FIFA World Cup Russia 2018 Denmark

The summer is a hot, humid season that can turn the sanest of humans into downright monsters. Decisions are rushed, tempers are tested, and clashes are escalated. Every four years, this season plays host to an epic battle between 32 nations: the FIFA World Cup. Yet, Denmark were never rushed, never temperamental in their quest for glory. And on the night of their departure from the world stage, we thank them. Our heroes of the night.

Thank you for all of the glory, you will be remembered.

Thank you to all of the heroes of the night.

They gotta repeat the coloUrs, the lie is wearin’ off.

Reality is upon us, colors drippin’ off.

Colors drippin’ off.

— Kanye West: Violent Crimes

The Round of 16 encounter with Croatia was a duel to be remembered for its moments, not its excitement. The goal by Mathias “Zanka” Jørgensen before the clock struck 1:00. The quick reply by Croatia, beating down the Danish elation like a chef rolling dough. Kasper Schmeichel’s miraculous penalty save in the second half of extra time, just minutes before an eventual penalty shootout.

A trio of saves by Danijel Subašić to deny Denmark a World Cup quarter-final with a great chance of progressing beyond that.

These memorable actions will overshadow the nearly two hours of lack of…anything really. Denmark implemented their traditional, pragmatic style. Take your opportunities when they come, but rarely venture out of position to the point of major risk. Luckily for the Danish, Croatia’s technical midfield were off their game and failed to create much of anything on the other end.

The early goals were just about the worst thing to happen from a neutral view. Croatia had been exposed early on via a Jonas Knudsen long throw. Knudsen was taking part in his competitive debut for Denmark, with only three prior friendly caps, somewhat of a strange selection choice by Åge Hareide. It paid off beyond the early goal, as the drained Knudsen would jog across the width of the pitch to take throw ins to test Croatia’s defence for 120 minutes.

Croatia found a hole early on, before the fourth minute in fact, but failed to exploit it with an accurate cross. The clearance was wayward, but fortune was on Mario Mandžukić’s side. The striker pivoted and volleyed the football onto the turf, watching it bounce into an exposed side of the goal.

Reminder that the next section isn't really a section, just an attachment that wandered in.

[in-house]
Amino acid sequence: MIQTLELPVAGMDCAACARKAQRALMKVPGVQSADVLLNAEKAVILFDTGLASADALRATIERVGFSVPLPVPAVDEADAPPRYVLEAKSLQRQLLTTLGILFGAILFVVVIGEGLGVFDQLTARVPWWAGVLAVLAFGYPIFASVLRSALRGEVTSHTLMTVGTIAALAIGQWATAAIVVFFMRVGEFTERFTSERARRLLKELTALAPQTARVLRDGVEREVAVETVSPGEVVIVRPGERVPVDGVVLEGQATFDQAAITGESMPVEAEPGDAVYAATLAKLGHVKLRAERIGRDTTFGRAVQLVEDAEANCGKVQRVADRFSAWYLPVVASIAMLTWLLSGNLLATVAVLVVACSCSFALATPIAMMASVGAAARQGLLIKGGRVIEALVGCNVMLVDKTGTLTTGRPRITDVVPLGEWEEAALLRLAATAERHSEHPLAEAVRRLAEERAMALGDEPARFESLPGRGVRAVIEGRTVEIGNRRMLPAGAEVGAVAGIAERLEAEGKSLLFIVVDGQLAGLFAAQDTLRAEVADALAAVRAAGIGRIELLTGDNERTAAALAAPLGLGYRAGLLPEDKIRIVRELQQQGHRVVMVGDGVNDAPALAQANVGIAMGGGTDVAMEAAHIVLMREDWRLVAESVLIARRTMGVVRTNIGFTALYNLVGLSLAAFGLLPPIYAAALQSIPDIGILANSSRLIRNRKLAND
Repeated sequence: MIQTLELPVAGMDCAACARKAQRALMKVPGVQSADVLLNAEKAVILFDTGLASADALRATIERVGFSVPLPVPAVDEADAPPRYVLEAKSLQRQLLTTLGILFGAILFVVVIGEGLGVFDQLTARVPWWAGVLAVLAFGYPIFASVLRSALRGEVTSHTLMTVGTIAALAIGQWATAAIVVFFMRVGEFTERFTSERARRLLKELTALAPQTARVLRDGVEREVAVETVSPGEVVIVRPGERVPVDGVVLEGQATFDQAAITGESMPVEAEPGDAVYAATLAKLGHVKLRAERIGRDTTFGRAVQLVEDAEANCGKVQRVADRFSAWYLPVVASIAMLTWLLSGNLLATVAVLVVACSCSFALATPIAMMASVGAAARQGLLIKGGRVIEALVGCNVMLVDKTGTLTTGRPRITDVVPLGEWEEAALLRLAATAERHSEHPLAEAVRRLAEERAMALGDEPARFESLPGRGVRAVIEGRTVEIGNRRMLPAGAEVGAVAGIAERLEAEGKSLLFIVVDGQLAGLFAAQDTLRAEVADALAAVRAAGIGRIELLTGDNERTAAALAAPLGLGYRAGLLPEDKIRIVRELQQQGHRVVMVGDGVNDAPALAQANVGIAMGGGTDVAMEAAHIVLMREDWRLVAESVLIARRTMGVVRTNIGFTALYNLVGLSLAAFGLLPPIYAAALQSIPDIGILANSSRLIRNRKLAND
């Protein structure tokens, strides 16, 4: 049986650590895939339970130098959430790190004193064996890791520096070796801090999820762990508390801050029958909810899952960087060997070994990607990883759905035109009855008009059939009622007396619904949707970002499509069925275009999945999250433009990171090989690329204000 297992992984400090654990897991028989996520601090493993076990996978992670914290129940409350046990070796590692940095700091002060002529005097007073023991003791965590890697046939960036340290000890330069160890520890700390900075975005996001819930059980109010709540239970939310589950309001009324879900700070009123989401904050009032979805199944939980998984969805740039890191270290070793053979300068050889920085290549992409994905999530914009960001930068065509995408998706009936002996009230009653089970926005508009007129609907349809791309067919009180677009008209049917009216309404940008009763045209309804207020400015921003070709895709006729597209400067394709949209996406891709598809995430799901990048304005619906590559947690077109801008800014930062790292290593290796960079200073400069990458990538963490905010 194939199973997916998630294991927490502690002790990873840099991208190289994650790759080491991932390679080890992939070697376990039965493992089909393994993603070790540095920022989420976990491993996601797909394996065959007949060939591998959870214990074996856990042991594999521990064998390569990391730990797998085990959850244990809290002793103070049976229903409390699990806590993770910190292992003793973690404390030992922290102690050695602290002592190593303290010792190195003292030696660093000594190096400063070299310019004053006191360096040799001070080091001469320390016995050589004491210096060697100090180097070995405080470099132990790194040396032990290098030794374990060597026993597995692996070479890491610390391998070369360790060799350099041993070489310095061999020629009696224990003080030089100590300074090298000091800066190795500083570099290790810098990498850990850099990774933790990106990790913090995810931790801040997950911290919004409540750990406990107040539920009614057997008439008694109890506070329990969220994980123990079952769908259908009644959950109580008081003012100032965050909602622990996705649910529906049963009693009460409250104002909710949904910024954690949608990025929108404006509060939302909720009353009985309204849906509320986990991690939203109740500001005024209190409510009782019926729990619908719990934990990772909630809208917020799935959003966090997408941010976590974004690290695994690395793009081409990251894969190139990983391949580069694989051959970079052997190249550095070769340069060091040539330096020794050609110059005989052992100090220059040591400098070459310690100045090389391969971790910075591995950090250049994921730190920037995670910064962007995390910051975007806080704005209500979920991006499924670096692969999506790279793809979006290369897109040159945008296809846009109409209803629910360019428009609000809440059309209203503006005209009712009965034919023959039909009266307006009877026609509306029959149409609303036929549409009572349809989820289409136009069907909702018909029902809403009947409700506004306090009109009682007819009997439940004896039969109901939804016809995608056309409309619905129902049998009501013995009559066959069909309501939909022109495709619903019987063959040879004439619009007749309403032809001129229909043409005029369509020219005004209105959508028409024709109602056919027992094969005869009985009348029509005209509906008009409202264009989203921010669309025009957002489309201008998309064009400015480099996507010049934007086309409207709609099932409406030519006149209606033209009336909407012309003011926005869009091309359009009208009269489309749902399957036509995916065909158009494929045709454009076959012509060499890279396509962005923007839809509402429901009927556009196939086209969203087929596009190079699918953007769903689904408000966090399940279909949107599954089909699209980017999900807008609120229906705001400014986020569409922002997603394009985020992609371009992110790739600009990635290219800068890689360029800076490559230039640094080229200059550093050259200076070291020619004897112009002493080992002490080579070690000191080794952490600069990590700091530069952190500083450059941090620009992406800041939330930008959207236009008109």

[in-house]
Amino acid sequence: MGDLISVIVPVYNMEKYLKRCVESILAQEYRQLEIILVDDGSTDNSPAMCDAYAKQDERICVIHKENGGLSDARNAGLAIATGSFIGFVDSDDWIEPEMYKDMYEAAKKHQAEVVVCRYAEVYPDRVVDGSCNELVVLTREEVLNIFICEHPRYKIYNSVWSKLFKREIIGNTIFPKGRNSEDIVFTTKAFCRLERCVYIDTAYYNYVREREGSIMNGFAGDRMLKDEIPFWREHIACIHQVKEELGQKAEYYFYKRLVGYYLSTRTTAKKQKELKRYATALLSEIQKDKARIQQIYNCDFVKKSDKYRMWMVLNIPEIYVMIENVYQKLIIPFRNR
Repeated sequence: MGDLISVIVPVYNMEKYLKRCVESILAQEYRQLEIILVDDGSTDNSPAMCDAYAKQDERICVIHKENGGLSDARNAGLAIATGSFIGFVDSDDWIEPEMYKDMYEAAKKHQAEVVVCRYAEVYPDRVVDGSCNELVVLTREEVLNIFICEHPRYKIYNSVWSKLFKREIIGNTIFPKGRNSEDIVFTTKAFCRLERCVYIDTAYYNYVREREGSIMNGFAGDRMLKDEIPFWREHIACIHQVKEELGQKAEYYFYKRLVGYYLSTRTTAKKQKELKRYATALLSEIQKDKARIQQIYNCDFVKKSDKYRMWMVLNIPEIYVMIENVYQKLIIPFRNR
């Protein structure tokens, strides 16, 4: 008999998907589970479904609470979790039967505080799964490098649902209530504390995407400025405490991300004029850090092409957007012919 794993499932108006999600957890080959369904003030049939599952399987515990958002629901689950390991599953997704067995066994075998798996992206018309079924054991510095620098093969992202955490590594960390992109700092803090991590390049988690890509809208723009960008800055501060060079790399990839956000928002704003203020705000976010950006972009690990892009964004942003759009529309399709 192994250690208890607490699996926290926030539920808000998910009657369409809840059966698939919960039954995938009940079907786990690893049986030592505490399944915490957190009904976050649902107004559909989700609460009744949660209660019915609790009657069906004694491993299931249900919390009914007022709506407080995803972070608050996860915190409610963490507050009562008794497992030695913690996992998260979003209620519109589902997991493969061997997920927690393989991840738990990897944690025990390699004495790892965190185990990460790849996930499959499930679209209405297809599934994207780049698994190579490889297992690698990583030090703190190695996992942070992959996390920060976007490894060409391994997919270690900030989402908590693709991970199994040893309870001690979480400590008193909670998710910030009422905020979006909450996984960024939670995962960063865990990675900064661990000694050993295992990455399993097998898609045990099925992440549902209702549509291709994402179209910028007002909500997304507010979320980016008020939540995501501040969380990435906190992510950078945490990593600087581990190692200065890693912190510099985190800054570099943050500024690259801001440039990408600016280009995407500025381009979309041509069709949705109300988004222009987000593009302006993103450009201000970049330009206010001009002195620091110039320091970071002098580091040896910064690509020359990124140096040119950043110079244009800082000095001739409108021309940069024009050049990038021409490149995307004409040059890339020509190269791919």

Christian Eriksen acted as Denmark’s driving force but wasn’t able to create anything clear-cut. A lofted cross/shot (shloss?) pinged off the woodwork, but the number ten’s notable contribution will be his missed penalty as the shootout commenced. Pione Sisto’s extra time emergence from the substitute bench breathed life into a match desperately crying for it, but his dazzling dribbling and quick runs seemed to leave his opponents and teammates behind him.

Like the earlier match in the day, neither side was able to break the 1-1 score after two hours. Schmeichel – fresh off a victorious bout with the world’s best midfielder, Luka Modrić – was unable to prevent anyone besides Milan Badelj from scoring in the penalty shootout. Eriksen, Lasse Schöne, and Nicolai Jørgensen had their shots saved, condemning Denmark to a hard-fought defeat.

The Croats emerged from the group stage as the strongest team in Russia, perhaps besides Belgium, so a defeat at their hands is nothing to be down about. It’s their best finish since 2002, when the Danish Dynamite made it to the same stage. The conservative style displayed in Russia this summer means that they won’t stay long in the memories of everyone, but the Danish mentality, teamwork, and determination over the past few weeks is a lesson to everyone.

The lie of Denmark’s pragmatic success wore off in Nizhny Novgorod. Reality imposed itself and proved too strong, melting the red and white colour off the backs of the Danes with the tears of 5.7 million. So close they could barely taste it, but just too far away.

For instilling the keyboard code for “Å” in my mind forever, I thank you. For your controlled disregard of the modern footballing style, we thank you. For being written off as a one-man show and proving that teamwork and intelligence breeds success, the world thanks you.

Thank you, Denmark. Tak, Danmark.